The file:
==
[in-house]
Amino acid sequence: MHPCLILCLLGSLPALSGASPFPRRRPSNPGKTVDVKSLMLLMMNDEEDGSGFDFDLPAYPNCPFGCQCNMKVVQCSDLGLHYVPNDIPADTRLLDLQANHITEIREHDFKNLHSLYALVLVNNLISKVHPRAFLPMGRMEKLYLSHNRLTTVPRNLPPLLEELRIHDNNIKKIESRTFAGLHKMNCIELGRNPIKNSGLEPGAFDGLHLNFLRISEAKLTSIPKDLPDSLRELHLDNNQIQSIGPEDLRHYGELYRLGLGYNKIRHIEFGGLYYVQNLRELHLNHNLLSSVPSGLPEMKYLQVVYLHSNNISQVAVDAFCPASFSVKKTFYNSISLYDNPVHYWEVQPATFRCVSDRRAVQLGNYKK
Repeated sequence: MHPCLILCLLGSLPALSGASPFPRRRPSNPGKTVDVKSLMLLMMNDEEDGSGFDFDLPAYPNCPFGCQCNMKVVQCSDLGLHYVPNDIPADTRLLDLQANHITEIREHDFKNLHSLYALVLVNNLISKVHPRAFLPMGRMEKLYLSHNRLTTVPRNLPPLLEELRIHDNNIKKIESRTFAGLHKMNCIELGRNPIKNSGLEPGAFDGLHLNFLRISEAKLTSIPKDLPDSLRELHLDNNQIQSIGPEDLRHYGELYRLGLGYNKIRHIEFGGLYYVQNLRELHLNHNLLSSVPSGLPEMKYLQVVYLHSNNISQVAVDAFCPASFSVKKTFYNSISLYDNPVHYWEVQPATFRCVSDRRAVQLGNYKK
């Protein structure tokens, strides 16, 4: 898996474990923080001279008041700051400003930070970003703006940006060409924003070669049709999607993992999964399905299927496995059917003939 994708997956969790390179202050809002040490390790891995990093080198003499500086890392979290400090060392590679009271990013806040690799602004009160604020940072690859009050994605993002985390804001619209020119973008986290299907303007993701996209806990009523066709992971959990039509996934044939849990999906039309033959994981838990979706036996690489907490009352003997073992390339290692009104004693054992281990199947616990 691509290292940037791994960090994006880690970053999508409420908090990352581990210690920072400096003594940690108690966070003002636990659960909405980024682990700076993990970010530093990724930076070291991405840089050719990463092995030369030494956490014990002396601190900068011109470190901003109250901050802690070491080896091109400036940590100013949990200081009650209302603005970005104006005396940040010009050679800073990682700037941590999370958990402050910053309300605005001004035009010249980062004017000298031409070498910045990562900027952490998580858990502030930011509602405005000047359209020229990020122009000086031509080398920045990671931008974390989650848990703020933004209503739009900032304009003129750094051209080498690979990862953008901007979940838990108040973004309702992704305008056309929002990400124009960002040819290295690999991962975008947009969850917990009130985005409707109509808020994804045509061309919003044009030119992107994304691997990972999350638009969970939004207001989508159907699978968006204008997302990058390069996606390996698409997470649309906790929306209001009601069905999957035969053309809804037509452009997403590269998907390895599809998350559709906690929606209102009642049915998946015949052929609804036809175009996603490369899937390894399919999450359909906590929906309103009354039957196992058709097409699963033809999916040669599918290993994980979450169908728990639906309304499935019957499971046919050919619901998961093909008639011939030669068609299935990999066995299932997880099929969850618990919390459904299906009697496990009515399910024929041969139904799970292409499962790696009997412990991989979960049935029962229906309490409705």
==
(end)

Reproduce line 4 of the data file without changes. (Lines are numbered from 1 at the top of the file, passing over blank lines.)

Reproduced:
């Protein structure tokens, strides 16, 4: 898996474990923080001279008041700051400003930070970003703006940006060409924003070669049709999607993992999964399905299927496995059917003939 994708997956969790390179202050809002040490390790891995990093080198003499500086890392979290400090060392590679009271990013806040690799602004009160604020940072690859009050994605993002985390804001619209020119973008986290299907303007993701996209806990009523066709992971959990039509996934044939849990999906039309033959994981838990979706036996690489907490009352003997073992390339290692009104004693054992281990199947616990 691509290292940037791994960090994006880690970053999508409420908090990352581990210690920072400096003594940690108690966070003002636990659960909405980024682990700076993990970010530093990724930076070291991405840089050719990463092995030369030494956490014990002396601190900068011109470190901003109250901050802690070491080896091109400036940590100013949990200081009650209302603005970005104006005396940040010009050679800073990682700037941590999370958990402050910053309300605005001004035009010249980062004017000298031409070498910045990562900027952490998580858990502030930011509602405005000047359209020229990020122009000086031509080398920045990671931008974390989650848990703020933004209503739009900032304009003129750094051209080498690979990862953008901007979940838990108040973004309702992704305008056309929002990400124009960002040819290295690999991962975008947009969850917990009130985005409707109509808020994804045509061309919003044009030119992107994304691997990972999350638009969970939004207001989508159907699978968006204008997302990058390069996606390996698409997470649309906790929306209001009601069905999957035969053309809804037509452009997403590269998907390895599809998350559709906690929606209102009642049915998946015949052929609804036809175009996603490369899937390894399919999450359909906590929906309103009354039957196992058709097409699963033809999916040669599918290993994980979450169908728990639906309304499935019957499971046919050919619901998961093909008639011939030669068609299935990999066995299932997880099929969850618990919390459904299906009697496990009515399910024929041969139904799970292409499962790696009997412990991989979960049935029962229906309490409705």